UR Free Theatre and Dance

UR Free Theatre and Dance Fall 2021 Season

The Department of Theatre and Dance has created the UR Free Theatre and Dance initiative in order to remove economic barriers and make theatre and dance accessible to everyone. The department is committed to the theatre as a vibrant cultural force that engages audiences in meaningful ways and addresses important issues of our time through compelling live performances. 

Learn more about what to expect when you attend a performance at the Modlin Center on our Visitor Information page.


Scapino, The Trickster

By Moliere
Adapted and translated by Matt DiCintio

Directed by Walter Schoen
Costume Design by Johann Stegmeir 
Light & Sound Design by Robby Williams
Scenic Design by Vicki Davis

September 29 – October 2, 2021 at 7:00 PM
Jenkins Greek Theatre
Reserve Tickets

In Moliere’s homage to the slapstick elements of the classic comedy form known as commedia dell’arte, Scapino “bamboozles” two crusty, old fathers to pave the path of true love for their children.

 


Les Blancs

By Lorraine Hansberry

Directed by Tawnya Pettiford-Wates, Ph.D.
Costume Design by Johann Stegmeir 
Light & Sound Design by Maja E. White
Scenic Design by Vicki Davis

November 18-20, 2021 at 7:30 PM
November 21, 2021 at 2:00 PM
Modlin Center for the Arts
Alice Jepson Theatre
Reserve Tickets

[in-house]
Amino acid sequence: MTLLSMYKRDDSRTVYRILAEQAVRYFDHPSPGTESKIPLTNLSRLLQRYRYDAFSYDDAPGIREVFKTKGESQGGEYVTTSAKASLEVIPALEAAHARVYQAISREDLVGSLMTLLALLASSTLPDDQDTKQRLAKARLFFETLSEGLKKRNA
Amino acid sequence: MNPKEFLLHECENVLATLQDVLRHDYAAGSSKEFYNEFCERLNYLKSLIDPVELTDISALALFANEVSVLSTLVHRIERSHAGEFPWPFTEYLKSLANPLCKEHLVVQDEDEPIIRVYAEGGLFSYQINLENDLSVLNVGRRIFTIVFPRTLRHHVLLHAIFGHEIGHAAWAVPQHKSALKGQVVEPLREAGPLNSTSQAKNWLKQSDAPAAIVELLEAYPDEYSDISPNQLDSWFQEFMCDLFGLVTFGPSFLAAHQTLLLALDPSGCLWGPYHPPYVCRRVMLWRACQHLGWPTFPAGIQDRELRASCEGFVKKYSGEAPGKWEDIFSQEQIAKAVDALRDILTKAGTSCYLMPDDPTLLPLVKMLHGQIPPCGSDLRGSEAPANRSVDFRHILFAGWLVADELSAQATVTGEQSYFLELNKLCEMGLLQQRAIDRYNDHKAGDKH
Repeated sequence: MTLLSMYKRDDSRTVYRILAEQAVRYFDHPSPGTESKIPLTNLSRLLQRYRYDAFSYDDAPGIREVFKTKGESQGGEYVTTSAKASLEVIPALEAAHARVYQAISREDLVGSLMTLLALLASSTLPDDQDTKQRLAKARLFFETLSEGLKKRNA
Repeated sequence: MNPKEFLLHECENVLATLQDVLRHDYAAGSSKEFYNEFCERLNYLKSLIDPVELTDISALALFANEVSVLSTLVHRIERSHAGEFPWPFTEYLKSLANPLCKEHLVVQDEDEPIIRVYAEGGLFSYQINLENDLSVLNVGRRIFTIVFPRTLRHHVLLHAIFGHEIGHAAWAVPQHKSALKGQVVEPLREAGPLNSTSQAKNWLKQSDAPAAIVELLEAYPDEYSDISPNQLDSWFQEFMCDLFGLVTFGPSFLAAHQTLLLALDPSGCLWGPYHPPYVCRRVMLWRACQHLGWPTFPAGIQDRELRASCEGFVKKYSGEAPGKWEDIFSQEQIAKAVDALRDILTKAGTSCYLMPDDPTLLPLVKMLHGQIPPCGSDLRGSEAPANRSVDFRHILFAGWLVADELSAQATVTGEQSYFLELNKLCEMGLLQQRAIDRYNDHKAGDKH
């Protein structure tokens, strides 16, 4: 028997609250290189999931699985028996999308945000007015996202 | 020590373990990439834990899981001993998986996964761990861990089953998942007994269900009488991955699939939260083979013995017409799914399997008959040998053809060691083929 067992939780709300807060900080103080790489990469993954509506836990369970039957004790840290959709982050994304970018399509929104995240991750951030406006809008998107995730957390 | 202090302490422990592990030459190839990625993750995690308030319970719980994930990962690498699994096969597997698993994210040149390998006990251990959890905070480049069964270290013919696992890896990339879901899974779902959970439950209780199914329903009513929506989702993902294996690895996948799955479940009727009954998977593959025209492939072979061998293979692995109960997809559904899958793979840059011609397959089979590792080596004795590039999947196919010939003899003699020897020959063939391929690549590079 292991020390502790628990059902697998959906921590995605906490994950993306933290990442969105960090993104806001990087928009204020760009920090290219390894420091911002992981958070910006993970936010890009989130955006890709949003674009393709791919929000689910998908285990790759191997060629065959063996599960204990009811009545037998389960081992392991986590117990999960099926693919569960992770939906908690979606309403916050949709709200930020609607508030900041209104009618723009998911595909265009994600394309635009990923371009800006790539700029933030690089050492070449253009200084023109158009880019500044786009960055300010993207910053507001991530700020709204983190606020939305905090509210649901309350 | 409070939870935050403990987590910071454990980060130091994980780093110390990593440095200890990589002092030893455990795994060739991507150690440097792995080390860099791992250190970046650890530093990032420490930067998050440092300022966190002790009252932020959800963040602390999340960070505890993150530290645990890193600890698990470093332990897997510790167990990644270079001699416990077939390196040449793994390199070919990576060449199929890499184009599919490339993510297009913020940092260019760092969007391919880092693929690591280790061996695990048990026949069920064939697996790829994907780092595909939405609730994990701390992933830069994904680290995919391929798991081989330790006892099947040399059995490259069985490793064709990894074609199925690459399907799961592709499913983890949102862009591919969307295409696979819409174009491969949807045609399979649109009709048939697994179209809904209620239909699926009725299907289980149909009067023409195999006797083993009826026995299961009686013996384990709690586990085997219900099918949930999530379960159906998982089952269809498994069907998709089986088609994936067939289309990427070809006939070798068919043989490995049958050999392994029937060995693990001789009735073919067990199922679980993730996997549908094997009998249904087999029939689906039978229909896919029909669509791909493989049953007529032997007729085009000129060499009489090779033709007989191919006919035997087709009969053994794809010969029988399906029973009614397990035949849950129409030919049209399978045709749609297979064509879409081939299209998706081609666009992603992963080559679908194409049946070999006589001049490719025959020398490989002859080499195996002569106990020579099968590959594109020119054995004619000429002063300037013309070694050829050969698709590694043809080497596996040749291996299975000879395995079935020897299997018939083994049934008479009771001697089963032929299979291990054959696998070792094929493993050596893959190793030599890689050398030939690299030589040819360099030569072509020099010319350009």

Les Blancs by Lorraine Hansberry is an epic story that embraces generations, legacy, time and both the ancestral and spiritual planes. It uses ritual, music, dance and story to weave a passionate and heroic tale. The story takes place in a fictional African nation called Zatembe where an old European Mission sits at the center of the activities for the native village people and the mission’s residents in around the mission compound. Hansberry’s work explores themes of honor, duty, family, dignity and loss as Tshembe Matoseh returns to his ancestral home to ceremonially bury his father with his three brothers, and encounters Charlie Morris, a white American journalist come to do an expose’ on the exalted Reverend Nielsen, who founded the mission so many years before. Charlie’s article is supposed to be somewhat of a tribute to the work and “sacrifice” of the missionary life. He is most particularly focused on the honorable Reverend Nielsen who dedicated himself and his life to living and working in and amongst the native people. Upon meeting Tshembe, all of Charlie Morris’ plans and assumptions about the mission, the Reverend, and the villagers come into question and the play dives deeply into an interrogation of colonialism, white supremacy, and rebellion. In returning home to Africa, Tshembe is faced with his own doubts, fears and contradictions about his identity and his legacy as an African man whether of the past, the present or the future to come. Hansberry’s play is bold and fiercely honest as it interrogates the cost of liberation and freedom measured against the rising tide of resistance, the rejection of imperialism, and the blind allegiance to God and country.